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Abu Dhabi will host a four-day race in October in what is the latest chapter in a decade-long boom in cycling in the oil-rich Middle East.
Officials from Abu Dhabi and RCS Sport, which will help produce and promote the race October 8-11, made the announcement Monday. The race will be rated as a 2.1 on the Asia Tour Calendar and will slot into the hole left by the Tour of Beijing, which ended its five-year run in October.
The race is the second for the United Arab Emirates, to go along with the Dubai Tour, which will hold its second edition in February, with defending Tour de France champ Vincenzo Nibali (Astana) among the confirmed starters. It also marks another coup for RCS Sport, which continues to push its cycling and gran fondo events around the globe.
“This important goal is in line with RCS Sport’s strategy focused on extending its activities towards new international markets,” said Lorenzo Giorgetti, director of RCS Sport and Events JLT, the UAE wholly owned subsidiary of RCS Sport, in a press release.
“RCS MediaGroup is proud to announce this partnership with Abu Dhabi,” said Pietro Scott Jovane, CEO of RCS MediaGroup, in the release. “For our group, sport is one of the strategic assets that we continue to foster through both our core media platforms, La Gazzetta dello Sport and Marca, and our sport business and events operations, RCS Sport and Last Lap. Sport is a natural driver for our internationalization and a fundamental vector of social development, which is one of the values perfectly represented by cycling.”
Middle East countries are investing in cycling in a dramatic way. Not only do they see the sport as a platform to promote a healthy lifestyle and its tourism assets, but it also ties in nicely with the region’s push for credibility in international sports. As a core Olympic sport, cycling is an ideal and relatively cheap way for nations to build credibility in the international arena.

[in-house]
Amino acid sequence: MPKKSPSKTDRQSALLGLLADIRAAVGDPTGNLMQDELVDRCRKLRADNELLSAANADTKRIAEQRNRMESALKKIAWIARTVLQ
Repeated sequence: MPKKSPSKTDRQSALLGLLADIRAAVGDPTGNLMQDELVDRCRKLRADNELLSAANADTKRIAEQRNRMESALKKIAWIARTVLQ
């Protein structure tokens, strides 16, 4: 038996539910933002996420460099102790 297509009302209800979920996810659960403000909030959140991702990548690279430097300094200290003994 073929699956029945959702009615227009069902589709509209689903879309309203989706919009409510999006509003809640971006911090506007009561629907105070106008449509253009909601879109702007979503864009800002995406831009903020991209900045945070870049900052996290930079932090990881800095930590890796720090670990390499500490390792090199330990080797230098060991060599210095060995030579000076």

The Tour of Qatar, with strong links to Tour de France owners ASO, got the ball rolling in 2002. The race is now established as a way to ramp up the classics season. With strong crosswinds and good weather, many of the top classics stars use the five-day Qatar race to build for the Belgian races.
Nearby Oman joined the party in 2010. Also with the backing of ASO, the race has since grown to 2.HC status, and with more challenging terrain compared to the flatter Qatari courses, it sees GC stars kick-starting their seasons in the fine winter weather of the Middle East. Chris Froome (Sky) has won the past two editions.
The United Arab Emirates was watching with interest, and jumped in with a highly successful debut edition of the Dubai Tour in February. Taylor Phinney (BMC Racing) won stage 1 and the overall, while Marcel Kittel (Giant-Shimano) won the three other stages.
Riders say they like the mild weather and world-class amenities that come with racing and training in the region. The events give teams an alternative for early-season racing far removed from the inconsistent late-winter weather of Europe. And organizers pull out all the stops to assure that teams and riders feel welcome, with deluxe accommodations and lucrative prize money and appearance fees. Last year at the Dubai Tour, the race also featured guest appearances from sports icons such as Diego Maradona and Formula One driver Fernando Alonso.
The Abu Dhabi Tour comes online just as Qatar is set to host the UCI Road World Championships in 2016, another sign that cycling enjoys major backing in the Middle East.
The United Arab Emirates started backing Continental team Sky Dive Dubai this year, which has European pros such as Francisco Mancebo, Vladimir Gusev, and Andrea Paolini on its roster.